How to Compare Cosmetic Dentistry

Costs in dentistry can be complicated, but most people would like to be able know that when they are paying for a premium service that they are getting a premium product.

The harder thing to quantify is the quality of the skill and experience of the dentist. An ideal dentist is technically skilled, has good artistic judgment and is a good communicator.

10 ways to find a good cosmetic dentist:-

  1. They have photographs of their own work
  2. A recommendation from someone you know, or testimonials available from existing patients
  3. They take time to discover what your opinion is
  4. After talking to them you understand your options, the benefits and drawbacks of the different treatments, and how long the results would last.
  5. Does the support team provide good service
  6. Finance is openly discussed and options provided that can maximize a budget
  7. Warranty periods on treatments are available
  8. Are detailed treatment plans written down or just a computer print out
  9. Are they members of organisations that promote cosmetic dentistry
  10. They specify the materials used and the technicians subcontracted for Laboratory work such as veneers, crowns, bridges and onlays / inlays.

Materials & Specifications

After many drafts of this section we realised that it is not possible to provide a set of easy to apply rules. Some materials work well for some people in particular circumstances. Some lower cost materials give better results when used in the right way at the right time.

Therefore the following four statements are often true but are also INCORRECT or IRRELEVANT for significant number of cases.

1. Porcelain / ceramic is better than composite

2. Cast ceramics , pressed ceramic and milled (CADCAM) ceramic is better than feldspathic porcelain

3. All ceramic restorations are better than metal ceramic restorations

4. Laboratory work is better than “freehand” restorations built up directly by the dentist.

The specifications of the materials used is another way to compare cosmetic dentists. The internet can be a bewildering source of information on materials because product manufacturers use confusing and misleading terms “next generation, nano technology, superior handling” do not necessarily result in a “better” or “longer lasting” result. For example tooth coloured filling materials of 30 years ago evolved as 1st Generation until 5th Generation when no one could agree on what an improvement was. Material development means that some tooth coloured filling materials have improved mainly in strength and reduced wear where others have mainly improved the visual appearance. The result is that some filling are more suitable for chewing forces in back teeth, others are better in front teeth, middle ground is occupied by products that are satisfactory in both situations. It may be that a dentist who has a depth of experience with a controlled range of products achieves a better result than when trying to use a large range of constantly changing products.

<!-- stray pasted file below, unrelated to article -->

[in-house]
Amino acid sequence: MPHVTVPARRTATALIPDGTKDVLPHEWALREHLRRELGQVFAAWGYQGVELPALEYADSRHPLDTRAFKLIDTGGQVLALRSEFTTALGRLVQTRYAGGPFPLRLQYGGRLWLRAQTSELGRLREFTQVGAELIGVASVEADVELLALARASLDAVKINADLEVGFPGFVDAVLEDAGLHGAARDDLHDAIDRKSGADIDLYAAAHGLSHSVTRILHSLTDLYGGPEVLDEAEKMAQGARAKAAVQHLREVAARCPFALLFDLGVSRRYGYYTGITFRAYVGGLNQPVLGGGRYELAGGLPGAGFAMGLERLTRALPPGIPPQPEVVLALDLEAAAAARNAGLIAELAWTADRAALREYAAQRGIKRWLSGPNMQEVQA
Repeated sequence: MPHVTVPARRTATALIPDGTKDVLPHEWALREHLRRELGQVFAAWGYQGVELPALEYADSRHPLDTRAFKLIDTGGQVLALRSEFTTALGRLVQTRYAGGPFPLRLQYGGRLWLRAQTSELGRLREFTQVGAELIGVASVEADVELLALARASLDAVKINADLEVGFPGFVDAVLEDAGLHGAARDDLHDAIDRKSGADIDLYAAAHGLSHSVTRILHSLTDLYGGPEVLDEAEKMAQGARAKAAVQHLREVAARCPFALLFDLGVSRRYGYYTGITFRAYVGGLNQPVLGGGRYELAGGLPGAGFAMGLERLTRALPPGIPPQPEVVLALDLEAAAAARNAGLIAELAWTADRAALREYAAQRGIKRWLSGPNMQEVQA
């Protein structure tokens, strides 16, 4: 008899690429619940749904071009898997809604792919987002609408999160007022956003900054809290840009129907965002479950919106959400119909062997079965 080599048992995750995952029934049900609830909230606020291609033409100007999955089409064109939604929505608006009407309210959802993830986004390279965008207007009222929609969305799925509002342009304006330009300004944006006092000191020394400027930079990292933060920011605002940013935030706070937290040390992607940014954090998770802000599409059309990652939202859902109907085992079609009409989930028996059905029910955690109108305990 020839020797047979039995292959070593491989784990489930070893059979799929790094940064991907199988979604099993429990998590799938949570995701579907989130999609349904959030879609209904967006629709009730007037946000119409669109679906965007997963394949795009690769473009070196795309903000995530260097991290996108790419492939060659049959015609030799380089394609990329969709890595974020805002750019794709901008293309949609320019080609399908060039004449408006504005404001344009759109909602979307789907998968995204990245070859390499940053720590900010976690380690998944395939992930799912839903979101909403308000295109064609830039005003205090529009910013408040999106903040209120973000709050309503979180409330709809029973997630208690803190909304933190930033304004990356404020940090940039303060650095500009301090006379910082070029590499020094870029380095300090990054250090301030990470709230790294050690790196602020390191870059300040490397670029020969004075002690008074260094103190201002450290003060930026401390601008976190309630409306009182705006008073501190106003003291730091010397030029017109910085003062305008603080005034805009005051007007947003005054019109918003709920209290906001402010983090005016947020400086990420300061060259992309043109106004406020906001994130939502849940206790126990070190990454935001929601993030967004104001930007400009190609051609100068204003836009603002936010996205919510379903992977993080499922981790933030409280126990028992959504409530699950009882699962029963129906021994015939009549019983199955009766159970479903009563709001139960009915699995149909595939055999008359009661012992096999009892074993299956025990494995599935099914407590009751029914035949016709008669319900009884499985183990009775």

Composite veneers are lower cost than porcelain veneers. When the veneer is built up on the tooth directly, the cost can vary hugely, the time taken might provide some guide as to the value. Compared to Porcelain, Composite veneers are considered slightly higher risk for staining with coffee, tobacco and red wines, however they are slightly less likely to chip or fracture and offer some scope for repair if they do chip.

Porcelain veneers, and all ceramic crowns can be made from feldspathic (traditional fired porcelain) cast ceramic, pressed ceramic or CADCAM milled ceramics. Comparison of statistical material test data may not provide much help for your individual situation. For example feldspathic porcelain is weaker than the other ceramics but because they are built in layers they can provide very lifelike aesthetics. In a case where there is no opposing biting tooth,they might be a good option.

Metal Ceramic crowns finish on a metal only edge which is very thin. However in some situations the metal margin might not be visible and by reducing the tooth removal required the residual tooth will be more likely to survive. Therefore the long term aesthetics are better.